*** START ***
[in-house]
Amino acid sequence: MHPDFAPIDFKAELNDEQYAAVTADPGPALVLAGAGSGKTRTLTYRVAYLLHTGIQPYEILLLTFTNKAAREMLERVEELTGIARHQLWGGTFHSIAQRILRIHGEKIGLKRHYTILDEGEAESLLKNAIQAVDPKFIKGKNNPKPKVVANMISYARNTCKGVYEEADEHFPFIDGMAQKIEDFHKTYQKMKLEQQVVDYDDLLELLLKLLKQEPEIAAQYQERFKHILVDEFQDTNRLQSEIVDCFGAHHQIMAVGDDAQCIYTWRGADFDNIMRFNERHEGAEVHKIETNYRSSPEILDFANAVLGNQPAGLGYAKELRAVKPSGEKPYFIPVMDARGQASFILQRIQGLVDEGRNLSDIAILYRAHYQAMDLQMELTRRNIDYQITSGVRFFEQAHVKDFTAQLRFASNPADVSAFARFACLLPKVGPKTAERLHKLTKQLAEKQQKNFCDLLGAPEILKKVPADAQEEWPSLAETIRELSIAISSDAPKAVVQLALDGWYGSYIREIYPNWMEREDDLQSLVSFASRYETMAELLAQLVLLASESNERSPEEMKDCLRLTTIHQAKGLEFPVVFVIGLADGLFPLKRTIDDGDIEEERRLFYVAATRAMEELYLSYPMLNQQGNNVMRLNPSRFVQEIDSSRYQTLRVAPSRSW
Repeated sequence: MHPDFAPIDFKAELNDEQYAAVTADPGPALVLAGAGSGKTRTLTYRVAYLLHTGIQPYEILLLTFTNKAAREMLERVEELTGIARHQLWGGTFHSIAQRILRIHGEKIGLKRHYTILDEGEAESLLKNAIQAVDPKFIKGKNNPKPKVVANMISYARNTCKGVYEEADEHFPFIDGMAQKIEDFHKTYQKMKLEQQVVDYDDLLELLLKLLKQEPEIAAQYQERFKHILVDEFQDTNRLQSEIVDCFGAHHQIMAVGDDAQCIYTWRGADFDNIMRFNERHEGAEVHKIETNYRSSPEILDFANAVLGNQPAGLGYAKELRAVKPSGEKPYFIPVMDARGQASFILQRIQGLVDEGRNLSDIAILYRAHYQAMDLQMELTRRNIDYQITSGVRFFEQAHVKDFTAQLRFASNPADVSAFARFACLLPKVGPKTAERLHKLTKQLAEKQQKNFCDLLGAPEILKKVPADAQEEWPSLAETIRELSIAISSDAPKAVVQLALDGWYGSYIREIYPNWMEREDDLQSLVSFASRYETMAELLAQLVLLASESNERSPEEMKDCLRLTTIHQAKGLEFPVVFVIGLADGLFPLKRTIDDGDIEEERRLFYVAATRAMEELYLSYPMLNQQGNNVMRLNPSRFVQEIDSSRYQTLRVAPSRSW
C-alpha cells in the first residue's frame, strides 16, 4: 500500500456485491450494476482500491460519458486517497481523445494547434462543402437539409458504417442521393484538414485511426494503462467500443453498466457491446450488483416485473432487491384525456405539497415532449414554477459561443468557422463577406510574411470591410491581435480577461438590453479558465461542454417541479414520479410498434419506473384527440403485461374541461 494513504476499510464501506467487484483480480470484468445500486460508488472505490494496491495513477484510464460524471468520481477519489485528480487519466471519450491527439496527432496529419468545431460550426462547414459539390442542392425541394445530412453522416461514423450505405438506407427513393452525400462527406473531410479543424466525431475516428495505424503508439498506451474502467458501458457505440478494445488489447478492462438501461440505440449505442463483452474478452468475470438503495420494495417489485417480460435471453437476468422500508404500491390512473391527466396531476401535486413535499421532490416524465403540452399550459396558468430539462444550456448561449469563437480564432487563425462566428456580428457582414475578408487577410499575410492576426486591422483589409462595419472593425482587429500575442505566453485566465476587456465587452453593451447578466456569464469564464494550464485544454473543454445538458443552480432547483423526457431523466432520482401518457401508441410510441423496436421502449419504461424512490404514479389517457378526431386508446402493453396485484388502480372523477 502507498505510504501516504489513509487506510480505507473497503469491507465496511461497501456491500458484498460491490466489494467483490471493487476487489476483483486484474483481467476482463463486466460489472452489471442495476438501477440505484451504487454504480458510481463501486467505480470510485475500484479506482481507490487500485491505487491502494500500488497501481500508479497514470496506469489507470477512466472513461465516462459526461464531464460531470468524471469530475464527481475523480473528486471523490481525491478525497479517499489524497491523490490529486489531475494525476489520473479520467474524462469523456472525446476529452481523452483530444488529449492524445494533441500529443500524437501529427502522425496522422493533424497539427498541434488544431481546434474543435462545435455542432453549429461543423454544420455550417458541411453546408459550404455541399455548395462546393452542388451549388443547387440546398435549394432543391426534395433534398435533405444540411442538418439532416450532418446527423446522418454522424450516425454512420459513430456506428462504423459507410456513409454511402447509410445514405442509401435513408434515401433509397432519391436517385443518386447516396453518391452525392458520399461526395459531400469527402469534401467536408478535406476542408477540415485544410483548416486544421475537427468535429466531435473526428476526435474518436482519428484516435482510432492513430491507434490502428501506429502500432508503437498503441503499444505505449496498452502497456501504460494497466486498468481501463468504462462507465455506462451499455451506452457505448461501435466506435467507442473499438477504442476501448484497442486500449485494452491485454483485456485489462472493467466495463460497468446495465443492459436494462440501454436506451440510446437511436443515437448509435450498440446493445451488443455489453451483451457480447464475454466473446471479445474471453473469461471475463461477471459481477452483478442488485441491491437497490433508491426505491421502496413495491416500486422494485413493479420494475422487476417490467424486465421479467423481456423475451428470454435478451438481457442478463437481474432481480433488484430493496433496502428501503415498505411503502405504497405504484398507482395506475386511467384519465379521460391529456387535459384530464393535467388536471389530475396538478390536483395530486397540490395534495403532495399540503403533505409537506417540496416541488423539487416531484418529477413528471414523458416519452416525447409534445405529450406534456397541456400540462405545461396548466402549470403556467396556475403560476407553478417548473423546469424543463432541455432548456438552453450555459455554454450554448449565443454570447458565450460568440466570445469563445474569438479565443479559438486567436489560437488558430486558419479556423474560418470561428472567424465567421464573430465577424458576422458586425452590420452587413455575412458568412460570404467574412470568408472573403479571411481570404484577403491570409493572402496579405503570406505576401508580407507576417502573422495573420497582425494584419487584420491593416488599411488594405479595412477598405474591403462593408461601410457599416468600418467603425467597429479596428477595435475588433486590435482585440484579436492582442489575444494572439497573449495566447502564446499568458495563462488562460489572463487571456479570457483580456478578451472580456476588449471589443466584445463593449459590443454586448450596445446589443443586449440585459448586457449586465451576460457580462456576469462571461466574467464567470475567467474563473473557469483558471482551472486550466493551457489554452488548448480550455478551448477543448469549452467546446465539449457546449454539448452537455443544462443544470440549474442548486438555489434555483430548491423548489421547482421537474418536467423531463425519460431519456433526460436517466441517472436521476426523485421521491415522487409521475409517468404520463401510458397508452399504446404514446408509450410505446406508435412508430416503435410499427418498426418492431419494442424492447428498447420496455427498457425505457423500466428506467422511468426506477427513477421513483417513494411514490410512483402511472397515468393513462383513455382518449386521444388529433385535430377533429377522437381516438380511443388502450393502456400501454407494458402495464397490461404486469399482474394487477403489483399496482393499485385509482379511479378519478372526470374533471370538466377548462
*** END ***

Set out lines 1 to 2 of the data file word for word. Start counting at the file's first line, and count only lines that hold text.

[in-house]
Amino acid sequence: MHPDFAPIDFKAELNDEQYAAVTADPGPALVLAGAGSGKTRTLTYRVAYLLHTGIQPYEILLLTFTNKAAREMLERVEELTGIARHQLWGGTFHSIAQRILRIHGEKIGLKRHYTILDEGEAESLLKNAIQAVDPKFIKGKNNPKPKVVANMISYARNTCKGVYEEADEHFPFIDGMAQKIEDFHKTYQKMKLEQQVVDYDDLLELLLKLLKQEPEIAAQYQERFKHILVDEFQDTNRLQSEIVDCFGAHHQIMAVGDDAQCIYTWRGADFDNIMRFNERHEGAEVHKIETNYRSSPEILDFANAVLGNQPAGLGYAKELRAVKPSGEKPYFIPVMDARGQASFILQRIQGLVDEGRNLSDIAILYRAHYQAMDLQMELTRRNIDYQITSGVRFFEQAHVKDFTAQLRFASNPADVSAFARFACLLPKVGPKTAERLHKLTKQLAEKQQKNFCDLLGAPEILKKVPADAQEEWPSLAETIRELSIAISSDAPKAVVQLALDGWYGSYIREIYPNWMEREDDLQSLVSFASRYETMAELLAQLVLLASESNERSPEEMKDCLRLTTIHQAKGLEFPVVFVIGLADGLFPLKRTIDDGDIEEERRLFYVAATRAMEELYLSYPMLNQQGNNVMRLNPSRFVQEIDSSRYQTLRVAPSRSW